The relationship between economic values and socio-cultural values for helping us understand how to prevent suicide”
WHO/EU conference on
Mental Health and Suicidal Behaviour in times of Economic Crisis
Swedish Parliament, Stockholm, October 2009
I’d first like to thank the Karolinska Institute, the Swedish Parliament and the World Health Organisation for the opportunity to be here today. When I first saw the program for this conference, I thought it looked rather curious to see an Australian among the speakers and perhaps you find it curious too. By way of explanation, I therefore also need to thank the European Network of Users and Survivors of Psychiatry (ENUSP), who suggested me as a speaker for this conference and negotiated with the organisers to help make it happen. The reasons for ENUSP’s advocacy on my behalf will, I hope, become apparent during my talk.
It’s almost exactly ten years ago that I went to my local library and got out all the books it had on suicide. There were only a few, but this was the beginning of a journey that has now brought me here to the Swedish Parliament.
After reading these books, I started looking for more information on suicide on the internet and had my first introduction to suicidology. As I read the academic literature on suicide I found myself beginning to feel uncomfortable and soon realised that it was because I could not find my own experience of suicidality anywhere in this literature.
Before long, this discomfort led to a PhD at Victoria University in Melbourne, in which I argue that suicide is best understood as a crisis of the self. As the ‘sui’ in suicide, the self is both the victim and the perpetrator of any suicidal act, which should make it a central concept for the study of suicide. But concepts of the self, I learned, are only rarely discussed in suicidology.
So I’d like to begin by discussing our sense of self and presenting a conceptual map of it as the context for out topic today. The model I use is called the Integral Model and comes from the American philosopher Ken Wilber. It is not only a map of the self but also a map of the various ways of knowing the self. It begins with the distinction between knowing the self from the inside, or what is usually called subjective knowledge, and knowing it from the outside, through its external appearances, or what is usually called objective knowledge. Said another way, it is the distinction between the intentional knowledge of the felt or lived experience and the knowledge that can be obtained through the observation of externally visible behaviours (Fig 1).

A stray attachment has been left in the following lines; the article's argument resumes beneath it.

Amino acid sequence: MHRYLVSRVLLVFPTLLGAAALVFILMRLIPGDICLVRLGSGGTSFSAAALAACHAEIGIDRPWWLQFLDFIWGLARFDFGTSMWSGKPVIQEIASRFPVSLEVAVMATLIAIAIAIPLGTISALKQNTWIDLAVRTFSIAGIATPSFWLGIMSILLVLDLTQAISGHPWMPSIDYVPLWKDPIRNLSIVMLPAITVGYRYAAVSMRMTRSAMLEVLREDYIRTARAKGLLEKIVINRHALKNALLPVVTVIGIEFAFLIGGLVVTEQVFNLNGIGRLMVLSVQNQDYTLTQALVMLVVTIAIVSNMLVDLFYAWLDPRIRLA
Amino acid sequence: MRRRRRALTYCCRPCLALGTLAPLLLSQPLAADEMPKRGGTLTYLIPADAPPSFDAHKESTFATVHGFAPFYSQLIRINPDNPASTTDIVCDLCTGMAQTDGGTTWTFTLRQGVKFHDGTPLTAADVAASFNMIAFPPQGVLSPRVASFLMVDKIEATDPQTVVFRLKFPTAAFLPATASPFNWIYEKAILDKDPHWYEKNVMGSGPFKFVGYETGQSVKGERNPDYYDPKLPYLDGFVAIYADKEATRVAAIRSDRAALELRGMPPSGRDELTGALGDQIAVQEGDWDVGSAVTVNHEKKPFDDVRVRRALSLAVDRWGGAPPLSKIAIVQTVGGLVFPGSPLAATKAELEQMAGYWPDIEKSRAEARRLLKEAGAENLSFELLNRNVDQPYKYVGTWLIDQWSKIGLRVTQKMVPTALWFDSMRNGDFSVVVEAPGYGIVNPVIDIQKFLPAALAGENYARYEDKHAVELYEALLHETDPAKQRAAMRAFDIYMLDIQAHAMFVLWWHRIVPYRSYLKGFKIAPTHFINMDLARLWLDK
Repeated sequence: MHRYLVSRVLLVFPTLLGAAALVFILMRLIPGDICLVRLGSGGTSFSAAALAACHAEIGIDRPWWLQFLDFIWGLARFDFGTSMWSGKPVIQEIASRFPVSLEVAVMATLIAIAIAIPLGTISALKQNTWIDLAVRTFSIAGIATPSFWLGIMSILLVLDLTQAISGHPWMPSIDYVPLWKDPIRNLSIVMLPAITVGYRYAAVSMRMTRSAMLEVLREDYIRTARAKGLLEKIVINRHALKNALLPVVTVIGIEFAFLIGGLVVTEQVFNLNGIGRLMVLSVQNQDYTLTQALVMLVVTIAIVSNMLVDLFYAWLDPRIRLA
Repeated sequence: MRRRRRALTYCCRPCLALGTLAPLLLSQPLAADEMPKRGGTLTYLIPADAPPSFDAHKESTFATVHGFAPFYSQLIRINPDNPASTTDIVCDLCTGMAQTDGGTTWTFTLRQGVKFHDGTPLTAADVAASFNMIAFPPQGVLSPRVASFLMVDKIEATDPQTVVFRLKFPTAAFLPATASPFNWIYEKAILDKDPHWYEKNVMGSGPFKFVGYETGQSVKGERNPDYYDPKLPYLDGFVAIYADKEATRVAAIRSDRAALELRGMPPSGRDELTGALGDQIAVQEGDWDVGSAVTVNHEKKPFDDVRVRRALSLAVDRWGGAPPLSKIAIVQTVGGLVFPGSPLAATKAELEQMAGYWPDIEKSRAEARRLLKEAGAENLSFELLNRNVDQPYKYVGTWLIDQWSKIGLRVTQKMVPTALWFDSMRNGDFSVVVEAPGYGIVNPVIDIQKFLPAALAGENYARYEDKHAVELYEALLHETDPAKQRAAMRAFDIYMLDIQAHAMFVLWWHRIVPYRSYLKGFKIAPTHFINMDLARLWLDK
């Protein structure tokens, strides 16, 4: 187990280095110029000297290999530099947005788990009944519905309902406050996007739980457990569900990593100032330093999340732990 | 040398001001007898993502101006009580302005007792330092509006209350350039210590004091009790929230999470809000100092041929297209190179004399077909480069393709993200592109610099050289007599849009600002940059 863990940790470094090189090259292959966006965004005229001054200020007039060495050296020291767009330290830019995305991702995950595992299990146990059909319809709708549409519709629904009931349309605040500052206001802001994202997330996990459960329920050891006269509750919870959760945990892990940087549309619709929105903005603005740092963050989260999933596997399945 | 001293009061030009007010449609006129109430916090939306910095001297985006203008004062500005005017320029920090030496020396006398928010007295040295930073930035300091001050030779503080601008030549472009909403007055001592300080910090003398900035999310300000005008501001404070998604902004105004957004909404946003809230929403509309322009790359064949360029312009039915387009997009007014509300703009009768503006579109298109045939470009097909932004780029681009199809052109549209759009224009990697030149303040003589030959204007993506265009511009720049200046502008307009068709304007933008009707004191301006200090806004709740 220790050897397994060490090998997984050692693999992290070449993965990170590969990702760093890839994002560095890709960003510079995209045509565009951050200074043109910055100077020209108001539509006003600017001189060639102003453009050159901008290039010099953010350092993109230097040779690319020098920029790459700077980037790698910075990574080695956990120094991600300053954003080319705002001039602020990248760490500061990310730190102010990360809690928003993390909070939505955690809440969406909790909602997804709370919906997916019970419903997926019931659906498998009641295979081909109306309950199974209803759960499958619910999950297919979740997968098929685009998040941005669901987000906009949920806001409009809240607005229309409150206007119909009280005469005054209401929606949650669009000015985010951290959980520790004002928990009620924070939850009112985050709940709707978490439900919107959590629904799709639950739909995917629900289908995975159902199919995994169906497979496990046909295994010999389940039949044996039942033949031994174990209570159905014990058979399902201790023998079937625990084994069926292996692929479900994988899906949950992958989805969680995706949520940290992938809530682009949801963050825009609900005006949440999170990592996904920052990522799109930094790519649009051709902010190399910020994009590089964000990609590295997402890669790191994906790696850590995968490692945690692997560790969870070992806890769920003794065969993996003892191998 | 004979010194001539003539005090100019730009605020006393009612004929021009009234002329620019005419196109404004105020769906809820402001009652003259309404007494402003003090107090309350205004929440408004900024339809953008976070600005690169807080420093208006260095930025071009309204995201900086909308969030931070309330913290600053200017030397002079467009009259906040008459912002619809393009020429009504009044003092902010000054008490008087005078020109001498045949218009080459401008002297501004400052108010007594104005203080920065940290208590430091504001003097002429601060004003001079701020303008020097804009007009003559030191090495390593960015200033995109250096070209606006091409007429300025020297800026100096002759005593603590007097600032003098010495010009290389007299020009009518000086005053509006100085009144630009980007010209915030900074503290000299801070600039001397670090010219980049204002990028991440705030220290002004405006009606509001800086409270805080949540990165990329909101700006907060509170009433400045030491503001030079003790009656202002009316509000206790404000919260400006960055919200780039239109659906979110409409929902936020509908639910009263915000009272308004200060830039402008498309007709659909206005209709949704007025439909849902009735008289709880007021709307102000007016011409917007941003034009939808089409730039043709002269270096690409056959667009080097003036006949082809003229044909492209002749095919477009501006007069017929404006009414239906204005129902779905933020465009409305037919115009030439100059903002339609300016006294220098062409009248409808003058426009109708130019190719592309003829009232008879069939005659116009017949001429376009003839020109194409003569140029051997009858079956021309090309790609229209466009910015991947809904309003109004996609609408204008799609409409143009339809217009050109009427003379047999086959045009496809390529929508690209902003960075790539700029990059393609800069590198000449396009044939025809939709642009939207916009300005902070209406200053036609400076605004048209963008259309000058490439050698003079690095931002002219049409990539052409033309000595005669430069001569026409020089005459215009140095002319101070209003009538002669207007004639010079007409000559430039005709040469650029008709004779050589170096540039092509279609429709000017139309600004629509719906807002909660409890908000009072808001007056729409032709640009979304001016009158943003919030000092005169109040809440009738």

The first important point being made here is that subjective and objective knowledge are two different but equally valid ways of knowing any humanly experienced phenomenon – they are complementary rather than in competition or mutually exclusive. For some scientists this is a controversial, even heretical claim to make, but I agree with Wilber that subjective and objective knowledge are both valid because they are both real and they are both significant. They are also both useful. Indeed Wilber constantly emphasises that both are also necessary – that one form of knowledge without the other is inevitably an incomplete form of knowledge. We therefore need to study all the different ways of knowing our topic of interest, which for us today is the topic of suicide. And for this we need concepts and methods that are appropriate for researching these different knowledge domains. For instance, to explore subjective ways of knowing we need phenomenology, narrative and other first-person research methods and I must mention that in my research the still rather new but exciting discipline of Consciousness Studies was especially valuable. For the objective ways of knowing we have the familiar, traditional sciences of biology for the science of our bodies and neuroscience and psychology for the study of the brain and mind (Fig 1).
At this point, Wilber adds another dimension to his Integral map of the self. As social creatures, part of our sense of self is as members of a society, or a collective of other similar selves (Fig 1).
This gives us the four quadrants of the Integral Model, where the Lower-Left quadrant is the domain of intersubjective knowledge or the cultural knowledge of collective meaning-making through mutually shared experiences. And the Lower-Right quadrant is the observable exteriors of our social worlds, or what Wilber calls inter-objective knowledge. As with the two upper quadrants, the two lower quadrants represent two distinct knowledge domains, which require their own concepts and methods to study them. The Lower-Left quadrant, as the domain of culture, is best studied with concepts and methods such as we find in anthropology, ethnography and hermeneutics. The Lower-Right quadrant of social systems, is the knowledge domain of disciplines such as sociology, epidemiology, ecology and economics.
Fig 1 – the four quadrants of the Integral Model
Before looking specifically at economic and cultural values as they relate to suicide, I must quickly complete the map of the Integral Model.
I first want to change the labels on our map. The words subjective and objective have both become heavily loaded words in the modern scientific paradigm. To put it bluntly, objective knowledge is seen as good whereas subjective knowledge is seen as bad. I prefer to talk about first-person and third-person knowledge in the hope that this more neutral language will help us recognise that, as Wilber says, both forms of knowledge are necessary as equal partners (see Fig 3).